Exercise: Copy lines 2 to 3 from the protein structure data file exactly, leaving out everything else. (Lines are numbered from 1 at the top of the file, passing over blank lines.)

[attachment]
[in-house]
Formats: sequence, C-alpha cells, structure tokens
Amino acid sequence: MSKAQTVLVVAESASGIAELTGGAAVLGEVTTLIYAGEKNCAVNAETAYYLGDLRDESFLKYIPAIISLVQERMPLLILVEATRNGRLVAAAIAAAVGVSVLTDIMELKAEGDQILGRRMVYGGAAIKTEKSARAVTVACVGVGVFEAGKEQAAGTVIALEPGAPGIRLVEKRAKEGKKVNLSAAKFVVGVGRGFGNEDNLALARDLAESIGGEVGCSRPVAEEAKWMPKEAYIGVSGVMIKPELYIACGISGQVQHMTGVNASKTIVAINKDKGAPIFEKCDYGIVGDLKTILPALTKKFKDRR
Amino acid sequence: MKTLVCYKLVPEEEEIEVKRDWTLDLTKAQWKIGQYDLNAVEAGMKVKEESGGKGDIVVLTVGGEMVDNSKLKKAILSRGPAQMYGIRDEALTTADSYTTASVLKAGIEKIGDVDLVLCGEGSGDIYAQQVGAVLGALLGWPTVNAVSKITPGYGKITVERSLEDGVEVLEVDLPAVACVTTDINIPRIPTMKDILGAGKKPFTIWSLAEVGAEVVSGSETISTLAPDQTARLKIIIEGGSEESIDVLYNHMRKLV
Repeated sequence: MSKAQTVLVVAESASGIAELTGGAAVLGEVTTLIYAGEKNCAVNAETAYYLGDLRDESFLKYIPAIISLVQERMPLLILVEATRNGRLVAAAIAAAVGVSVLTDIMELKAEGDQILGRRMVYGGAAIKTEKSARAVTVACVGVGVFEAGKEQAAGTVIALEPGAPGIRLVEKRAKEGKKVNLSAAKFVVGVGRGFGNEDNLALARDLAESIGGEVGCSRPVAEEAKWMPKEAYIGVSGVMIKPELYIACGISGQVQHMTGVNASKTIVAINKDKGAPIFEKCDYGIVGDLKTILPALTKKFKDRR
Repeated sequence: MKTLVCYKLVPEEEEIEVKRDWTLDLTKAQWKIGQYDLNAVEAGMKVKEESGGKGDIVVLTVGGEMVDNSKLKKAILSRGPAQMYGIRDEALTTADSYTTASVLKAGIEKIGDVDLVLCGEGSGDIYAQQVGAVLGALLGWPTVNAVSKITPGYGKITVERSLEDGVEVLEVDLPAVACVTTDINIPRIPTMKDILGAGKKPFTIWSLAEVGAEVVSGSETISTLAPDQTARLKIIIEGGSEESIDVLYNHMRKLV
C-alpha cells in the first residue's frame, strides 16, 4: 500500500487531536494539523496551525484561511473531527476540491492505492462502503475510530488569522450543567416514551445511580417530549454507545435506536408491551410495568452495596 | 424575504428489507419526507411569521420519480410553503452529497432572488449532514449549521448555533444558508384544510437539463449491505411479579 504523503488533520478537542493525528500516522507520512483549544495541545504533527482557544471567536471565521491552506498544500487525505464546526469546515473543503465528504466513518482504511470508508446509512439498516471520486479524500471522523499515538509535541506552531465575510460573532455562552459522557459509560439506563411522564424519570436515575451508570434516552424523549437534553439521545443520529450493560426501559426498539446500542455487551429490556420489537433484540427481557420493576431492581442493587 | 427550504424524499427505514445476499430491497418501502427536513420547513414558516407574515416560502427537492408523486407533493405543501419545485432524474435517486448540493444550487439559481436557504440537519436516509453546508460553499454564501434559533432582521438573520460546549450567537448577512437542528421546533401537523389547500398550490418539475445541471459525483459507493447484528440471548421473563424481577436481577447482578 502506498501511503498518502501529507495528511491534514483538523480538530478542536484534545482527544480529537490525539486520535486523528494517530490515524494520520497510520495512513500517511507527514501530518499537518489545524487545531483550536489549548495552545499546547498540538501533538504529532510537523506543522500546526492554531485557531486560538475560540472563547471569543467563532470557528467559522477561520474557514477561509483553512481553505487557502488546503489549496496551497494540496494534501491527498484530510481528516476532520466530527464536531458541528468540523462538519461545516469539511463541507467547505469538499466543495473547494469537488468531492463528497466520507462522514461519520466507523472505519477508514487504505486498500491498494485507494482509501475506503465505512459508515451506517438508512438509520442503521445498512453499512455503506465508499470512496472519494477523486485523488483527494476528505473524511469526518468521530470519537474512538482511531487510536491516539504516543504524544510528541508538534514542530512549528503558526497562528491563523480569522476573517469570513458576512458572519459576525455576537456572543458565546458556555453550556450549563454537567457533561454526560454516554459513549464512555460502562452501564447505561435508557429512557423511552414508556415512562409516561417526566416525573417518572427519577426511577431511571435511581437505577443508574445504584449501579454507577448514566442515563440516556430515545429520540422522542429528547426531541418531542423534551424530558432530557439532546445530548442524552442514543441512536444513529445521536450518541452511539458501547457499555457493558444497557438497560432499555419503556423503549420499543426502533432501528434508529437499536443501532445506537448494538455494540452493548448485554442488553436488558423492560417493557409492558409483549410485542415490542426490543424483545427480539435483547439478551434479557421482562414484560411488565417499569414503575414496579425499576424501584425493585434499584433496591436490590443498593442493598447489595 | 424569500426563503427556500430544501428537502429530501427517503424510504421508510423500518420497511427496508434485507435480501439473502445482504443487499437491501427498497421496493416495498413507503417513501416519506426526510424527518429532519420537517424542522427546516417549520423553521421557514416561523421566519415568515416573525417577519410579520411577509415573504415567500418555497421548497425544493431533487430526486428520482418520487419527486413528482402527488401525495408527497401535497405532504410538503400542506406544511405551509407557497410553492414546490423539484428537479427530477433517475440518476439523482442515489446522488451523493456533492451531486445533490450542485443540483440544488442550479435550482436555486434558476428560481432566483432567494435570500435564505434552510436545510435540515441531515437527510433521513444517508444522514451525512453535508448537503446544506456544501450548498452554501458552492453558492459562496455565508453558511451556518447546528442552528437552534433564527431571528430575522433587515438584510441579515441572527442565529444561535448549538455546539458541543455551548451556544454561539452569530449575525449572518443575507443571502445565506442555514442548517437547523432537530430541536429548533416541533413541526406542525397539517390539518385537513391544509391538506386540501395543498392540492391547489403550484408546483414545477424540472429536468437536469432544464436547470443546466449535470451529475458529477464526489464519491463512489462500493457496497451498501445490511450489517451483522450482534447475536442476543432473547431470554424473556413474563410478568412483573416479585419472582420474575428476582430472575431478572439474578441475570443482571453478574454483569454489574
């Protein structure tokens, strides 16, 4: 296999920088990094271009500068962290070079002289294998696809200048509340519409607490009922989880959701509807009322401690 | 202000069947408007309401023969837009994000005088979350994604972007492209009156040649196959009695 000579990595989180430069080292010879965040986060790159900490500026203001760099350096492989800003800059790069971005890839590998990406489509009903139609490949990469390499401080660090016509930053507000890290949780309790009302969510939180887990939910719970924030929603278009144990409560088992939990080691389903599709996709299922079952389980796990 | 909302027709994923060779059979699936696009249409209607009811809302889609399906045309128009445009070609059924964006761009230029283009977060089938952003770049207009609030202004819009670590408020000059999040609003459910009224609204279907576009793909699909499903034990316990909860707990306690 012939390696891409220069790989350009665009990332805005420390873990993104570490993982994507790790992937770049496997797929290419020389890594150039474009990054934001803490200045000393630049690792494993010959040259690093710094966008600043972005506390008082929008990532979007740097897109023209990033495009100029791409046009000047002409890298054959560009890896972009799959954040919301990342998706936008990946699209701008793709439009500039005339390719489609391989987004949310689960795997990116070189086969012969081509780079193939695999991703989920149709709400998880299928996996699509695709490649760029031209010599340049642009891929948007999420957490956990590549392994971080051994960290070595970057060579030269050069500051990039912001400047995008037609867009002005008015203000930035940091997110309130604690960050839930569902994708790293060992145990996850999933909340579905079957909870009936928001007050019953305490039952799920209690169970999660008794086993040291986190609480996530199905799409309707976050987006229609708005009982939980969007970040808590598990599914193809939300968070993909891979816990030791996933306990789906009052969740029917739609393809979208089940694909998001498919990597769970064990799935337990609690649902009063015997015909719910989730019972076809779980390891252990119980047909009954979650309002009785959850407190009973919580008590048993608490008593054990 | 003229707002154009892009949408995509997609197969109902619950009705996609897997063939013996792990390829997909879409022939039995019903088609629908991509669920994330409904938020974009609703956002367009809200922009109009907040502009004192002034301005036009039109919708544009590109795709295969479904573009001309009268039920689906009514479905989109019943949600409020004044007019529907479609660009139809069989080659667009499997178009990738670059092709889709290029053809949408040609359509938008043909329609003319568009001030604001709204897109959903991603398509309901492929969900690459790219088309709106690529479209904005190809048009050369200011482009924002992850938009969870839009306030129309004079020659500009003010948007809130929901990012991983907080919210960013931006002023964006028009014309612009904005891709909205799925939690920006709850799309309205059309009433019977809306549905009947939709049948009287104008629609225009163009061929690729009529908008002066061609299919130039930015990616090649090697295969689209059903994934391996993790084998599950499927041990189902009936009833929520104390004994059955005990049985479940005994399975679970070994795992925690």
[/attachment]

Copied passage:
Formats: sequence, C-alpha cells, structure tokens
Amino acid sequence: MSKAQTVLVVAESASGIAELTGGAAVLGEVTTLIYAGEKNCAVNAETAYYLGDLRDESFLKYIPAIISLVQERMPLLILVEATRNGRLVAAAIAAAVGVSVLTDIMELKAEGDQILGRRMVYGGAAIKTEKSARAVTVACVGVGVFEAGKEQAAGTVIALEPGAPGIRLVEKRAKEGKKVNLSAAKFVVGVGRGFGNEDNLALARDLAESIGGEVGCSRPVAEEAKWMPKEAYIGVSGVMIKPELYIACGISGQVQHMTGVNASKTIVAINKDKGAPIFEKCDYGIVGDLKTILPALTKKFKDRR